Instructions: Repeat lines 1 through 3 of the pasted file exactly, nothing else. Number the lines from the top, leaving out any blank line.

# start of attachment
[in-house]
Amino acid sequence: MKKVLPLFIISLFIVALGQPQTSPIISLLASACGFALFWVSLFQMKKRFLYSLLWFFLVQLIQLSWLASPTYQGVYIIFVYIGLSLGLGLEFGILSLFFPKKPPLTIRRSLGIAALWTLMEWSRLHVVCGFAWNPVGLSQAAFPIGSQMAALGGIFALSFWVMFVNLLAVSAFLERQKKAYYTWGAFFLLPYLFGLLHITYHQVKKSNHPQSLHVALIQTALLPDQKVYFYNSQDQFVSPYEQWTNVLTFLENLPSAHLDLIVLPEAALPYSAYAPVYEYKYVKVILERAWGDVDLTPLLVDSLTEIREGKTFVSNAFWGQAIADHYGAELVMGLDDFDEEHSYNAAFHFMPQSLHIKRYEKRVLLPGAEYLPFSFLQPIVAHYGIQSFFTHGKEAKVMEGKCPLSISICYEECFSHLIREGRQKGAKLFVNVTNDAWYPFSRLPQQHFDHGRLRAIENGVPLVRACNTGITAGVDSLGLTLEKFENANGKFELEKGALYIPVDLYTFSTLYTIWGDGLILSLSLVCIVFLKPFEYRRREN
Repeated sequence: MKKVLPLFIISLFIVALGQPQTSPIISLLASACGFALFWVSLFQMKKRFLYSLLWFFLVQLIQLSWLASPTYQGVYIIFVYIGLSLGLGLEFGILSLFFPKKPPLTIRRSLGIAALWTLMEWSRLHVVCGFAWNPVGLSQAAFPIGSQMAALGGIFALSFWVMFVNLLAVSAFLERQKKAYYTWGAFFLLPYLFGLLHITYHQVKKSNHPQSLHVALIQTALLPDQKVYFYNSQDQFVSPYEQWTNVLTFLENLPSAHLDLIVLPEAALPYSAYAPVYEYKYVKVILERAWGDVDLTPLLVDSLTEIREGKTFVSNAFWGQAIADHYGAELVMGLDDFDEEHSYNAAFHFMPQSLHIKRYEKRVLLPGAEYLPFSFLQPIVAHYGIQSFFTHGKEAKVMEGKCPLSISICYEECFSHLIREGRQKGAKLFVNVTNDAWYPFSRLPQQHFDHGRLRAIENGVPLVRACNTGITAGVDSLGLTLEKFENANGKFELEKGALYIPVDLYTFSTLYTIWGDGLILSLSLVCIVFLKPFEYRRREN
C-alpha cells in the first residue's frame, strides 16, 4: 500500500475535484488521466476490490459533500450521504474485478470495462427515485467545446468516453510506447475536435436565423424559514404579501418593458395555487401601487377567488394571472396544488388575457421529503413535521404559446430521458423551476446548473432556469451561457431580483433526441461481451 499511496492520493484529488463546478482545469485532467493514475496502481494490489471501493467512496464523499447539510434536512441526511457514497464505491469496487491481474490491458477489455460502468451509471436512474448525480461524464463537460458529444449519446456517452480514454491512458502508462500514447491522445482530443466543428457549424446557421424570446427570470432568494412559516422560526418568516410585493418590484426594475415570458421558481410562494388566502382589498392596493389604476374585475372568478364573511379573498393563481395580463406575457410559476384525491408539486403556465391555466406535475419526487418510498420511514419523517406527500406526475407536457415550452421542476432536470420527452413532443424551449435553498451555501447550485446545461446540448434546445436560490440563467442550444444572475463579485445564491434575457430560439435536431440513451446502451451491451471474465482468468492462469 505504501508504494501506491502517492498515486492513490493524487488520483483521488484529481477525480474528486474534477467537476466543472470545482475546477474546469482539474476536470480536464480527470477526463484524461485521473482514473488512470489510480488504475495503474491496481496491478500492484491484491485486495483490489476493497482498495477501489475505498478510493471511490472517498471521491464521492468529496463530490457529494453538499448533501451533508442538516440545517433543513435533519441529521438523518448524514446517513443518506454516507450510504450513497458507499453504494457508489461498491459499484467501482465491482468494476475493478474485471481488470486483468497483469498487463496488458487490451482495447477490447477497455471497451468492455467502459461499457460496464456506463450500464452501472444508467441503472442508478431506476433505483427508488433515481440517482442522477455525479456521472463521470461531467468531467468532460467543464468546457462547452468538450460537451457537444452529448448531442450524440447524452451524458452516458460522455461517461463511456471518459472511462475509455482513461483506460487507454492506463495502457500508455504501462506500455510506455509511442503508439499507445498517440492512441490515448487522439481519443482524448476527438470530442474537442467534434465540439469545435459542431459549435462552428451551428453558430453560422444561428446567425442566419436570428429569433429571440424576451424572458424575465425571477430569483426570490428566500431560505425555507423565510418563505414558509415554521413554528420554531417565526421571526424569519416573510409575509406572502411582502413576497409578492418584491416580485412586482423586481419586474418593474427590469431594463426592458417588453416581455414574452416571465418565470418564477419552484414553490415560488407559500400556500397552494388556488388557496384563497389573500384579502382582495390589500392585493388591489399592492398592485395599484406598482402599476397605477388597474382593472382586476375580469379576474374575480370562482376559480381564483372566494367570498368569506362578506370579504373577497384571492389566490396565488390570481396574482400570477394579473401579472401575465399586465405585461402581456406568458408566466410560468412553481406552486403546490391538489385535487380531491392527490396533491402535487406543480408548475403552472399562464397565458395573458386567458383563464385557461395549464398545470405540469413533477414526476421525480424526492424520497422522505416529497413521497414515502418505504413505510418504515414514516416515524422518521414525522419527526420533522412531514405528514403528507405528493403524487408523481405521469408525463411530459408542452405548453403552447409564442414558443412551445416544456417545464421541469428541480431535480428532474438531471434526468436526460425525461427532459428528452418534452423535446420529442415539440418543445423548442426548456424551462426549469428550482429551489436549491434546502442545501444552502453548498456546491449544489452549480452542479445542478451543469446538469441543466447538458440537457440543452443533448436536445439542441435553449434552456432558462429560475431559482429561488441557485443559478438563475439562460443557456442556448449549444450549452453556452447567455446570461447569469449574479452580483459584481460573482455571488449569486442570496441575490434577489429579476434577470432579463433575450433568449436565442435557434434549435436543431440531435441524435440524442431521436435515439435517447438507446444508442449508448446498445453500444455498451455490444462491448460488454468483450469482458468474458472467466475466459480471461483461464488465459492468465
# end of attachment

[in-house]
Amino acid sequence: MKKVLPLFIISLFIVALGQPQTSPIISLLASACGFALFWVSLFQMKKRFLYSLLWFFLVQLIQLSWLASPTYQGVYIIFVYIGLSLGLGLEFGILSLFFPKKPPLTIRRSLGIAALWTLMEWSRLHVVCGFAWNPVGLSQAAFPIGSQMAALGGIFALSFWVMFVNLLAVSAFLERQKKAYYTWGAFFLLPYLFGLLHITYHQVKKSNHPQSLHVALIQTALLPDQKVYFYNSQDQFVSPYEQWTNVLTFLENLPSAHLDLIVLPEAALPYSAYAPVYEYKYVKVILERAWGDVDLTPLLVDSLTEIREGKTFVSNAFWGQAIADHYGAELVMGLDDFDEEHSYNAAFHFMPQSLHIKRYEKRVLLPGAEYLPFSFLQPIVAHYGIQSFFTHGKEAKVMEGKCPLSISICYEECFSHLIREGRQKGAKLFVNVTNDAWYPFSRLPQQHFDHGRLRAIENGVPLVRACNTGITAGVDSLGLTLEKFENANGKFELEKGALYIPVDLYTFSTLYTIWGDGLILSLSLVCIVFLKPFEYRRREN
Repeated sequence: MKKVLPLFIISLFIVALGQPQTSPIISLLASACGFALFWVSLFQMKKRFLYSLLWFFLVQLIQLSWLASPTYQGVYIIFVYIGLSLGLGLEFGILSLFFPKKPPLTIRRSLGIAALWTLMEWSRLHVVCGFAWNPVGLSQAAFPIGSQMAALGGIFALSFWVMFVNLLAVSAFLERQKKAYYTWGAFFLLPYLFGLLHITYHQVKKSNHPQSLHVALIQTALLPDQKVYFYNSQDQFVSPYEQWTNVLTFLENLPSAHLDLIVLPEAALPYSAYAPVYEYKYVKVILERAWGDVDLTPLLVDSLTEIREGKTFVSNAFWGQAIADHYGAELVMGLDDFDEEHSYNAAFHFMPQSLHIKRYEKRVLLPGAEYLPFSFLQPIVAHYGIQSFFTHGKEAKVMEGKCPLSISICYEECFSHLIREGRQKGAKLFVNVTNDAWYPFSRLPQQHFDHGRLRAIENGVPLVRACNTGITAGVDSLGLTLEKFENANGKFELEKGALYIPVDLYTFSTLYTIWGDGLILSLSLVCIVFLKPFEYRRREN